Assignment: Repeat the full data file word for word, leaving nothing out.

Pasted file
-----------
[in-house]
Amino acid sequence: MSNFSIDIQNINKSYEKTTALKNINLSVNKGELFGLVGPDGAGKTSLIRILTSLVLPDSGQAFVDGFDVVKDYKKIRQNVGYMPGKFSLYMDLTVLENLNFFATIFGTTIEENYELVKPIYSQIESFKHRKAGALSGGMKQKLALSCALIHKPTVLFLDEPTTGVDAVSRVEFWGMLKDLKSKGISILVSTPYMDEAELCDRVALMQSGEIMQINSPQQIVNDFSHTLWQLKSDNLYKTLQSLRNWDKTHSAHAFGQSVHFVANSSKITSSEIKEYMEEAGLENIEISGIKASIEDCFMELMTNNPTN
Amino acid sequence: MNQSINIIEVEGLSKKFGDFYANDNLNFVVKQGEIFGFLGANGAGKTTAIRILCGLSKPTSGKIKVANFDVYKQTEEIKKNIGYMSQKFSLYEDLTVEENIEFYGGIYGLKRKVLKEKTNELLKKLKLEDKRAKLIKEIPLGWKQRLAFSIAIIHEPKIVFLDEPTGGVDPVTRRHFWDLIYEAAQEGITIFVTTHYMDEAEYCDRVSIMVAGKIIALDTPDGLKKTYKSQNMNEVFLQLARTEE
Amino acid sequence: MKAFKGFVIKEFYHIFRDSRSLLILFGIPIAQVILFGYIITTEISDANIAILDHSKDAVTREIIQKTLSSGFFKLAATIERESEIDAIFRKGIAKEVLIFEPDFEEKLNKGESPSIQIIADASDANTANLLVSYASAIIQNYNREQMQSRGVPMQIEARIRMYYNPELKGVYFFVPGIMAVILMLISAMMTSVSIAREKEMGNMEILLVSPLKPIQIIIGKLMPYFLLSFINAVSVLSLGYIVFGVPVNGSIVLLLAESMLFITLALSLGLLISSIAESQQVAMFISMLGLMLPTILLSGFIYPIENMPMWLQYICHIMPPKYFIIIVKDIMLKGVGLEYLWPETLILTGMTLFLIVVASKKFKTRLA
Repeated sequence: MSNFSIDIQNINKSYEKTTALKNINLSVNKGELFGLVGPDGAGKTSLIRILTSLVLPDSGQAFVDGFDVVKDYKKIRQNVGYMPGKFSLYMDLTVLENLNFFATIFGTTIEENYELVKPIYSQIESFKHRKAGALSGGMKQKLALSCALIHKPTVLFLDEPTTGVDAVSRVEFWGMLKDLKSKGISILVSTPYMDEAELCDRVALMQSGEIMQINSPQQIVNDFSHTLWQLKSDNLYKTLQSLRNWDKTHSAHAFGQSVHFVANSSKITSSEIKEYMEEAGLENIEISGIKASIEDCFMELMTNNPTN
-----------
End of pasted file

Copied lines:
[in-house]
Amino acid sequence: MSNFSIDIQNINKSYEKTTALKNINLSVNKGELFGLVGPDGAGKTSLIRILTSLVLPDSGQAFVDGFDVVKDYKKIRQNVGYMPGKFSLYMDLTVLENLNFFATIFGTTIEENYELVKPIYSQIESFKHRKAGALSGGMKQKLALSCALIHKPTVLFLDEPTTGVDAVSRVEFWGMLKDLKSKGISILVSTPYMDEAELCDRVALMQSGEIMQINSPQQIVNDFSHTLWQLKSDNLYKTLQSLRNWDKTHSAHAFGQSVHFVANSSKITSSEIKEYMEEAGLENIEISGIKASIEDCFMELMTNNPTN
Amino acid sequence: MNQSINIIEVEGLSKKFGDFYANDNLNFVVKQGEIFGFLGANGAGKTTAIRILCGLSKPTSGKIKVANFDVYKQTEEIKKNIGYMSQKFSLYEDLTVEENIEFYGGIYGLKRKVLKEKTNELLKKLKLEDKRAKLIKEIPLGWKQRLAFSIAIIHEPKIVFLDEPTGGVDPVTRRHFWDLIYEAAQEGITIFVTTHYMDEAEYCDRVSIMVAGKIIALDTPDGLKKTYKSQNMNEVFLQLARTEE
Amino acid sequence: MKAFKGFVIKEFYHIFRDSRSLLILFGIPIAQVILFGYIITTEISDANIAILDHSKDAVTREIIQKTLSSGFFKLAATIERESEIDAIFRKGIAKEVLIFEPDFEEKLNKGESPSIQIIADASDANTANLLVSYASAIIQNYNREQMQSRGVPMQIEARIRMYYNPELKGVYFFVPGIMAVILMLISAMMTSVSIAREKEMGNMEILLVSPLKPIQIIIGKLMPYFLLSFINAVSVLSLGYIVFGVPVNGSIVLLLAESMLFITLALSLGLLISSIAESQQVAMFISMLGLMLPTILLSGFIYPIENMPMWLQYICHIMPPKYFIIIVKDIMLKGVGLEYLWPETLILTGMTLFLIVVASKKFKTRLA
Repeated sequence: MSNFSIDIQNINKSYEKTTALKNINLSVNKGELFGLVGPDGAGKTSLIRILTSLVLPDSGQAFVDGFDVVKDYKKIRQNVGYMPGKFSLYMDLTVLENLNFFATIFGTTIEENYELVKPIYSQIESFKHRKAGALSGGMKQKLALSCALIHKPTVLFLDEPTTGVDAVSRVEFWGMLKDLKSKGISILVSTPYMDEAELCDRVALMQSGEIMQINSPQQIVNDFSHTLWQLKSDNLYKTLQSLRNWDKTHSAHAFGQSVHFVANSSKITSSEIKEYMEEAGLENIEISGIKASIEDCFMELMTNNPTN